Recommended Viewing Situation:

At about 3am, surrounded by French novels, sheet music and wine bottles.

Running Time: 1140 minutes.

Format: 16mm film on Arriflex cameras, photographs and video.

Director: Ken Burns.

Writer: Geoffrey Ward.

Cinematographer: Buddy Squires and Ken Burns.

Awards: Christopher Award (2002), TCA Award and more.


As film lovers, and purveyors of this website, you have probably heard of Ken Burns, or at the very least the Ken Burns effect (think slow paced track-ins on old black and white photos). If not, Burns is renowned for his blend of photography, archival footage and extremely long (yet oddly engaging) documentaries. Burns has covered a host of topics in his career, from Prohibition (2011) to Mark Twain (2001), and even Baseball (1994). So, let me introduce this writer’s guilty pleasure, Jazz (2001), a 10 episode (consisting of roughly 19 hours worth of material) ‘docu-odyssey‘ exploring the origins and evolution of jazz music in relation to American history.

The documentary features a really wonderful array of characters and academics that, for the most part, talk earnestly and realistically about the musicality, history and realities of jazz music throughout the early 20th century. The documentary includes the sultry tones of Keith David and Samuel L Jackson, and special appearances from Allen Ginsberg, Cicely Tyson and Jackie Kay. Of particular note, the mellifluous critic, Gary Giddins, a man who simply knows exactly what he is talking about when it comes to jazz music and history. Now, Burns attempts to track the evolution of Jazz from about 1917 to 2001, with 9 episodes taking us through 1917-1961, and the final episode taking us from 1961-2001. So, get ready for in-depth and sombre explorations of jazz legends like Jelly-Roll Morton, Dizzy Gillespie, Miles Davis, Charlie Parker, Billie Holiday, Ella Fitzgerald and Ornette Coleman, to name a few key players. Starting with the oddly demure ‘Gumbo’, which examines the integration of African American slaves with European immigrants, and finishing with ‘Fusion’, the documentary takes many twists and turns, sometimes blurring the line between fact and opinion.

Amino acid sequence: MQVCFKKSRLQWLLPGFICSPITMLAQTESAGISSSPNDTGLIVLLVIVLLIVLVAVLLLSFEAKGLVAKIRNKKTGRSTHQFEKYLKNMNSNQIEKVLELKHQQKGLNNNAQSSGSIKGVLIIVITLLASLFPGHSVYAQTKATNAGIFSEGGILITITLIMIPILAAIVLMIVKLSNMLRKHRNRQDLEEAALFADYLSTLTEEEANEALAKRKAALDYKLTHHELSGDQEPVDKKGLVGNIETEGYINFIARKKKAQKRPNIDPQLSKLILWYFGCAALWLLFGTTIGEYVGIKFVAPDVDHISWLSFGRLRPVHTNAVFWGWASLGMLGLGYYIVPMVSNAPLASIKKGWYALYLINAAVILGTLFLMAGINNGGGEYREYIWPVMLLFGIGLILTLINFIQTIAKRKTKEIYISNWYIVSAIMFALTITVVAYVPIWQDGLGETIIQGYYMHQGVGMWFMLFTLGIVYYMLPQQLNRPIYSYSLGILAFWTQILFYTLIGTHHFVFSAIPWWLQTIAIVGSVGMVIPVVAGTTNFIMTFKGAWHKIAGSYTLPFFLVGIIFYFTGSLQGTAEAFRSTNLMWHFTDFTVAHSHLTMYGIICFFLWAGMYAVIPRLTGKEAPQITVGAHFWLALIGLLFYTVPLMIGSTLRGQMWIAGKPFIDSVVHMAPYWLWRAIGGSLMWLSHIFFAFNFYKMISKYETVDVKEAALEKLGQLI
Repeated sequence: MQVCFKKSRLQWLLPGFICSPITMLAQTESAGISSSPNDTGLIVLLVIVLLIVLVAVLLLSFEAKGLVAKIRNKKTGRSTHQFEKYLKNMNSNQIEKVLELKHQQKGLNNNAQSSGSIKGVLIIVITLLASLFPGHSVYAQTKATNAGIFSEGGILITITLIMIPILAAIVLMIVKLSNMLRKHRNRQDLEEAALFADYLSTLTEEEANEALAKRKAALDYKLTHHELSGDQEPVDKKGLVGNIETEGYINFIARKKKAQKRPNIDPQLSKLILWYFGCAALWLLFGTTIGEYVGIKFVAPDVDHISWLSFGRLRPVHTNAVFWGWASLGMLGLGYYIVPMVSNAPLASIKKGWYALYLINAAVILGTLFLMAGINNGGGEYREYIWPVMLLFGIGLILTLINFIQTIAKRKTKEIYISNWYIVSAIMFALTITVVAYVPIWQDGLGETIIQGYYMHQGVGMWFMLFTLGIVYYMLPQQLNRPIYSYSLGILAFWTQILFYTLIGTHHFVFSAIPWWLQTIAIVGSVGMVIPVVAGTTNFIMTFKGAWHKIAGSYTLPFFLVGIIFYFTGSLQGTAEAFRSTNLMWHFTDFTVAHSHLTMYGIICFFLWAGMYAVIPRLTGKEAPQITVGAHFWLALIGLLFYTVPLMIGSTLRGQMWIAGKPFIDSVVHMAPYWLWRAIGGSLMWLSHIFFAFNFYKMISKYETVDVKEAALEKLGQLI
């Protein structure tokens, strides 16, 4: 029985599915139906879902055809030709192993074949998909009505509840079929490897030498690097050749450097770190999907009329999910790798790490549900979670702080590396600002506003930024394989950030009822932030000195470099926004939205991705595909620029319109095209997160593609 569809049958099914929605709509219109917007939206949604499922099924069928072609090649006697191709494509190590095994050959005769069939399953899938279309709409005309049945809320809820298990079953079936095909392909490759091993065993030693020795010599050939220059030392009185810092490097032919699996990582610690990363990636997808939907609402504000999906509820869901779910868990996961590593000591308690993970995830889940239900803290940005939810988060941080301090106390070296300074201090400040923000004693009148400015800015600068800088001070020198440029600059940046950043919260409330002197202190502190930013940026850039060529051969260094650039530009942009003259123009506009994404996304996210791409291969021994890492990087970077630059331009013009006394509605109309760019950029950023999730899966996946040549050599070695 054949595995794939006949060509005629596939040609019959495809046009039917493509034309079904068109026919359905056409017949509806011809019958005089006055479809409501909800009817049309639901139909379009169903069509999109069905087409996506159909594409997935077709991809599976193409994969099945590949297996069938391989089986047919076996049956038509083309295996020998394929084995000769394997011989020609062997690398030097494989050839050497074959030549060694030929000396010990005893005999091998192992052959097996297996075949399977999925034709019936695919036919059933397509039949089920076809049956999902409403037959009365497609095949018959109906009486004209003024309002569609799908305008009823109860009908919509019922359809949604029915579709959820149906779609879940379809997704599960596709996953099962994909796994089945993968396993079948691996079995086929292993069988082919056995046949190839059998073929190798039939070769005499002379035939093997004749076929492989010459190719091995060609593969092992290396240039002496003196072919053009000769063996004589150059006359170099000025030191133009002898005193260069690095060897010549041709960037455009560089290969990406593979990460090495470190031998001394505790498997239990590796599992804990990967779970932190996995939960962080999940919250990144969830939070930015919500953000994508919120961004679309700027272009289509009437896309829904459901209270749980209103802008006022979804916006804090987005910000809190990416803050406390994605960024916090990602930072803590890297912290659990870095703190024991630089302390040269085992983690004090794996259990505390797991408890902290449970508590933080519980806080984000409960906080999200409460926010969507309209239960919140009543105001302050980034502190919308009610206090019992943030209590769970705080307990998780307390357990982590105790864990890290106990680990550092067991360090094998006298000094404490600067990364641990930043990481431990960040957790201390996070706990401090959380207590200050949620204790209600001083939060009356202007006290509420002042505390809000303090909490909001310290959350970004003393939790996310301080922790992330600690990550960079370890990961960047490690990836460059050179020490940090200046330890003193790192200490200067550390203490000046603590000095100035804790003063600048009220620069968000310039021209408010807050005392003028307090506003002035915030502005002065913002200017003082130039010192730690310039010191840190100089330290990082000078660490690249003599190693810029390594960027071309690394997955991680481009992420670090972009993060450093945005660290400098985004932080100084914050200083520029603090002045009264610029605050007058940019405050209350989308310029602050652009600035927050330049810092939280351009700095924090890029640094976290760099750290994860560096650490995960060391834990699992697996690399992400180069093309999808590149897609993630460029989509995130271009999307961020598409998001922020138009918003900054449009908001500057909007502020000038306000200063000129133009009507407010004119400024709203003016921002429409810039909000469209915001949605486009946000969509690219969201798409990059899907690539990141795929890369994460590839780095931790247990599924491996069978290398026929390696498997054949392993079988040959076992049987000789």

Despite what his work attempts to cover, Burns’ documentary series sadly misses out a few key innovators from the scene. Generous amounts of time are devoted to one of the art form’s biggest figureheads, Louis Armstrong, however giants such as Nat King-Cole and Wayne Shorter are oddly lacking from the series. Not enough pertinence is given to the depressing and bleak realities of practising music in a segregated America, nor the absolute triumph it was to be successful at that time as an African American musician. This is due in part, to most of Wynton Marsalis’s insights (a modern jazz trumpet player who pervades the entire documentary because he is featured during the final episode). His observations are romanticised and could have been replaced with more pertinent content; perhaps a deeper look at the origins of Jazz, missed artists or a definition of Jazz itself. This is something to note with the entire documentary: it is for the most part, accurate, thrilling and something you can just leave on in the background for the rest of your life, but it is not perfect.

-Matthew Iredale